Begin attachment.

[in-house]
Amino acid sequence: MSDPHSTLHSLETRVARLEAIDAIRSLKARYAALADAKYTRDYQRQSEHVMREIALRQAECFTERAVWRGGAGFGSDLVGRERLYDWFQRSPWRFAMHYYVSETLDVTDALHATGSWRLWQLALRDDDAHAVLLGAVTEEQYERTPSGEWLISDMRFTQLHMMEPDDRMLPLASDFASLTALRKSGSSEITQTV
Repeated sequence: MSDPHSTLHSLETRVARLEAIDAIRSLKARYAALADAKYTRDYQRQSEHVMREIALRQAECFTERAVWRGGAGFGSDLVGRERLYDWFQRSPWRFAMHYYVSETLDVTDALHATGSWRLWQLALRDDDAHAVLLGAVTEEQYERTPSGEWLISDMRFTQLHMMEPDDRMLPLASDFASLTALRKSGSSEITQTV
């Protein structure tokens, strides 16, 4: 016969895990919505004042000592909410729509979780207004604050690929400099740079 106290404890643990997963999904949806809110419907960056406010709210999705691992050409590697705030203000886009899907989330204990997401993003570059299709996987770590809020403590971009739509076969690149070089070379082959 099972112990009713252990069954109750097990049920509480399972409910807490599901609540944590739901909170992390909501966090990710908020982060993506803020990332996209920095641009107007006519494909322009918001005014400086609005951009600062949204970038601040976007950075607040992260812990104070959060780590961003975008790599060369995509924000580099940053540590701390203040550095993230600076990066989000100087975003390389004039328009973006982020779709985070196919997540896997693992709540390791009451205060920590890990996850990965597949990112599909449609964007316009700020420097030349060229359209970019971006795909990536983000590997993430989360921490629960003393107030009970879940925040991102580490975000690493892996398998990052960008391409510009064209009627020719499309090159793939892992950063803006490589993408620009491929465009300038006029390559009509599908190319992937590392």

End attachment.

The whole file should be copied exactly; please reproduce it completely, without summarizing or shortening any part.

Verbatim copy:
[in-house]
Amino acid sequence: MSDPHSTLHSLETRVARLEAIDAIRSLKARYAALADAKYTRDYQRQSEHVMREIALRQAECFTERAVWRGGAGFGSDLVGRERLYDWFQRSPWRFAMHYYVSETLDVTDALHATGSWRLWQLALRDDDAHAVLLGAVTEEQYERTPSGEWLISDMRFTQLHMMEPDDRMLPLASDFASLTALRKSGSSEITQTV
Repeated sequence: MSDPHSTLHSLETRVARLEAIDAIRSLKARYAALADAKYTRDYQRQSEHVMREIALRQAECFTERAVWRGGAGFGSDLVGRERLYDWFQRSPWRFAMHYYVSETLDVTDALHATGSWRLWQLALRDDDAHAVLLGAVTEEQYERTPSGEWLISDMRFTQLHMMEPDDRMLPLASDFASLTALRKSGSSEITQTV
């Protein structure tokens, strides 16, 4: 016969895990919505004042000592909410729509979780207004604050690929400099740079 106290404890643990997963999904949806809110419907960056406010709210999705691992050409590697705030203000886009899907989330204990997401993003570059299709996987770590809020403590971009739509076969690149070089070379082959 099972112990009713252990069954109750097990049920509480399972409910807490599901609540944590739901909170992390909501966090990710908020982060993506803020990332996209920095641009107007006519494909322009918001005014400086609005951009600062949204970038601040976007950075607040992260812990104070959060780590961003975008790599060369995509924000580099940053540590701390203040550095993230600076990066989000100087975003390389004039328009973006982020779709985070196919997540896997693992709540390791009451205060920590890990996850990965597949990112599909449609964007316009700020420097030349060229359209970019971006795909990536983000590997993430989360921490629960003393107030009970879940925040991102580490975000690493892996398998990052960008391409510009064209009627020719499309090159793939892992950063803006490589993408620009491929465009300038006029390559009509599908190319992937590392």